Farmers, and the amazing things they do!

Today I ran across a brief note I wrote a while ago. I share it here to encourage.

I have this image in my mind of a large corn field. Am looking right at it, and asking myself, "What could be going on" inside those stalks as they float and sway collectively in the gentle, and sometimes unkind outdoor wind? What about their cells and the elements within that "organized" themselves from seedling days, to fully grown maize plants, and ultimately produce bountiful ears of corn for its harvests?

No doubt the farmer presumably did their best to till the soil, weed, fertilize and water the young plant. Following that, then what’s inside and outside the seedling takes over – the cells, the soil, sunshine, wind, rain and, who knows what else. In the end, we have a harvest like no other as the outcome. Success for the farmer and the farm. And the corn too! All they did was create conditions most suited for the seedling to work successfully with what's within, and without, and thrive. Pure genius!

Well, it made me think of you, and amazing work you do everyday, and how it’s so like "farming". We apply our best selves, and leverage resources at our disposal to create conditions for our customers to utilize what is inside, and outside of them to thrive. Playing your “A” game at all interactions with clients, making every little time we have with them matter. Like the farmer, we can be confident that what's inside, and outside our "corn" will work together to complete the work, and produce the bountiful harvest we are going for.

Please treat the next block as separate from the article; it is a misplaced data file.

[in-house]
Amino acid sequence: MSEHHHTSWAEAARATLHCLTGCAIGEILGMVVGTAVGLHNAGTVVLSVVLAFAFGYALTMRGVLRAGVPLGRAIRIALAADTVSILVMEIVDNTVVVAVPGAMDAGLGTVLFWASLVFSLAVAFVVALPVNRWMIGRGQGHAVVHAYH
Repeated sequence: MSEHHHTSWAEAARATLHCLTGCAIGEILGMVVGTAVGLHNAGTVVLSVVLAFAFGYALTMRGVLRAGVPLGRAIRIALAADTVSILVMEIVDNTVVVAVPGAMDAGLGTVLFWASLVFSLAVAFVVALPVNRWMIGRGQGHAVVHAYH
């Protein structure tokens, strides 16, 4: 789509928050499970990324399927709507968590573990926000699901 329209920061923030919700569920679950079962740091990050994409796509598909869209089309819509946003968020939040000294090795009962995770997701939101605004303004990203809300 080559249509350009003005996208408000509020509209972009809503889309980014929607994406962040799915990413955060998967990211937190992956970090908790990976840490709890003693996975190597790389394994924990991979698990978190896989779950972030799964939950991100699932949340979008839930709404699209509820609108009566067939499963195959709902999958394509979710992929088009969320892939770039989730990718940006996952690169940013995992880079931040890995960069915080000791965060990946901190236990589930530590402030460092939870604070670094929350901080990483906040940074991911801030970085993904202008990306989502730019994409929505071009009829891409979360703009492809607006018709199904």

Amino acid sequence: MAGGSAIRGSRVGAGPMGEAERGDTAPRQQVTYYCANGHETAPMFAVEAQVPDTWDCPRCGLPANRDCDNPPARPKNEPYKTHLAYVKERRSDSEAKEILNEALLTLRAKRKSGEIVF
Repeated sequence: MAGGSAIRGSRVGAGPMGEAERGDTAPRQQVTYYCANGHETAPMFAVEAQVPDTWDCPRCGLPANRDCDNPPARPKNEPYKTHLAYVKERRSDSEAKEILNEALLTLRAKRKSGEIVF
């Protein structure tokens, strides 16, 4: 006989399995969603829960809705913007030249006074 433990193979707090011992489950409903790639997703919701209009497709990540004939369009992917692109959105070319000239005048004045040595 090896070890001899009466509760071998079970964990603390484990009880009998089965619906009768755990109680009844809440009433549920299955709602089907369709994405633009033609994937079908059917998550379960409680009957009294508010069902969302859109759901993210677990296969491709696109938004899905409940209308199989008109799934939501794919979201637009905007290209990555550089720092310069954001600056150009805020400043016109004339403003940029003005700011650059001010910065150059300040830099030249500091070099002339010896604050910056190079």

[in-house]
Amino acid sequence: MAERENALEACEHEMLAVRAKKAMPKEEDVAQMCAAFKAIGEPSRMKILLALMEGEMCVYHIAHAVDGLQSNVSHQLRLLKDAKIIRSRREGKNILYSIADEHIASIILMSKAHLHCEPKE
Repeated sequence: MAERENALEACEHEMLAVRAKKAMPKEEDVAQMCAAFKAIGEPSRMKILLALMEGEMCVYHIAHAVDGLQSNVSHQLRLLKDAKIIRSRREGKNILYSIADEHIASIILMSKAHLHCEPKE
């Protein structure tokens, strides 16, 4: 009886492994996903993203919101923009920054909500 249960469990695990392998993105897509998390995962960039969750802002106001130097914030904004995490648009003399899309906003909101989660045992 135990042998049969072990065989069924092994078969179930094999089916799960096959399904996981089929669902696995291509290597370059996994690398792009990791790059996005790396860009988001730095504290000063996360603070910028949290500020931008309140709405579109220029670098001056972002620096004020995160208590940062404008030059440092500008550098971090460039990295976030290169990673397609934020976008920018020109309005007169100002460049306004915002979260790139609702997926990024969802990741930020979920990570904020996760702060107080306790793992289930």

So today, let me encourage you in your work, and also wish you much continued success.

With much humility,

Sobem Nwoko

President

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Elderly Prison Inmates: Specifying Priorities for Care and Staff Training

Elderly Prison Inmates: Specifying Priorities for Care and Staff Training

Melissa Inglis, East Central University & Tracy Tully, City University of New York, Borough of Manhattan Community College

Geriatric inmates are the fastest growing demographic in United States prisons, accounting for approximately 16% of the total prison population (Metla, 2015). Despite this alarming statistic, criminological research on the topic of   geriatric inmates is lacking. While many state agencies are attempting to conduct research about this topic, there are few scholarly studies on the aging prison population in the United States. Even fewer scholarly studies address the subject of geriatric care and staff training in correctional facilities. 

This is an important topic due to the high number of elderly inmates currently incarcerated as well as the high number of inmates who are growing old in prisons. According to the Bureau of Justice, the number of prisoners age 55 or older sentenced to more than 1 year in state prison increased 400% between 1993 and 2013, from 26,300 (3% of the total state prison population) in 1993 to 131,500 (10% of the total population) in 2013 (Bureau of Justice Statistics, 2016). Additionally, the number of sentenced federal prisoners age 65 or older grew at 94 times the rate of the overall prison population between 2007 and 2010 (Fellner, 2012). Chow (2002) found that the increase in the elderly federal prison population has been occurring since at least 1989 and has been of high concern to federal prisons, yet not a great deal has been done to address this increase in the population.

Read more: Elderly Prison Inmates: Specifying Priorities for Care and Staff Training

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Incarceration: The Motherhood Effect

Incarceration: The Motherhood Effect

Timothy Daty, University of New Haven